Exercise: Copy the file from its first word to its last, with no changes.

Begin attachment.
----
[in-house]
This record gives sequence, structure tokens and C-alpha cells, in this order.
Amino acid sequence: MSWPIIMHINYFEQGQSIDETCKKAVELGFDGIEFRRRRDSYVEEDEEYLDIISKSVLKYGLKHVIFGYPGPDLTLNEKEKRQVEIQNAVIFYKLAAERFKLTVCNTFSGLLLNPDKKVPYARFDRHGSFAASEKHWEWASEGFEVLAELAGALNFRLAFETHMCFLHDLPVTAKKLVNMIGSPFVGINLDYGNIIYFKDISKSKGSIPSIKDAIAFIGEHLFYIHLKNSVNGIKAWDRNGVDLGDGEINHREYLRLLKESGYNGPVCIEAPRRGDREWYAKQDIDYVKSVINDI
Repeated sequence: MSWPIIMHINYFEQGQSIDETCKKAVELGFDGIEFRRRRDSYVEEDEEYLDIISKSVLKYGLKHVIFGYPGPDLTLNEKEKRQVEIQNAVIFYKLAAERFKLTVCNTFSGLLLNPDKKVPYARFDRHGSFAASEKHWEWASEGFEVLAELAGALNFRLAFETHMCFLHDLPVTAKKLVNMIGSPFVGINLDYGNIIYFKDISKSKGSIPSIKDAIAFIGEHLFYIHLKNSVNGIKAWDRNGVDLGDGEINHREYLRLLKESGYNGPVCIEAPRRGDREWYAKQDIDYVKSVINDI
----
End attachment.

[in-house]
This record gives sequence, structure tokens and C-alpha cells, in this order.
Amino acid sequence: MSWPIIMHINYFEQGQSIDETCKKAVELGFDGIEFRRRRDSYVEEDEEYLDIISKSVLKYGLKHVIFGYPGPDLTLNEKEKRQVEIQNAVIFYKLAAERFKLTVCNTFSGLLLNPDKKVPYARFDRHGSFAASEKHWEWASEGFEVLAELAGALNFRLAFETHMCFLHDLPVTAKKLVNMIGSPFVGINLDYGNIIYFKDISKSKGSIPSIKDAIAFIGEHLFYIHLKNSVNGIKAWDRNGVDLGDGEINHREYLRLLKESGYNGPVCIEAPRRGDREWYAKQDIDYVKSVINDI
Repeated sequence: MSWPIIMHINYFEQGQSIDETCKKAVELGFDGIEFRRRRDSYVEEDEEYLDIISKSVLKYGLKHVIFGYPGPDLTLNEKEKRQVEIQNAVIFYKLAAERFKLTVCNTFSGLLLNPDKKVPYARFDRHGSFAASEKHWEWASEGFEVLAELAGALNFRLAFETHMCFLHDLPVTAKKLVNMIGSPFVGINLDYGNIIYFKDISKSKGSIPSIKDAIAFIGEHLFYIHLKNSVNGIKAWDRNGVDLGDGEINHREYLRLLKESGYNGPVCIEAPRRGDREWYAKQDIDYVKSVINDI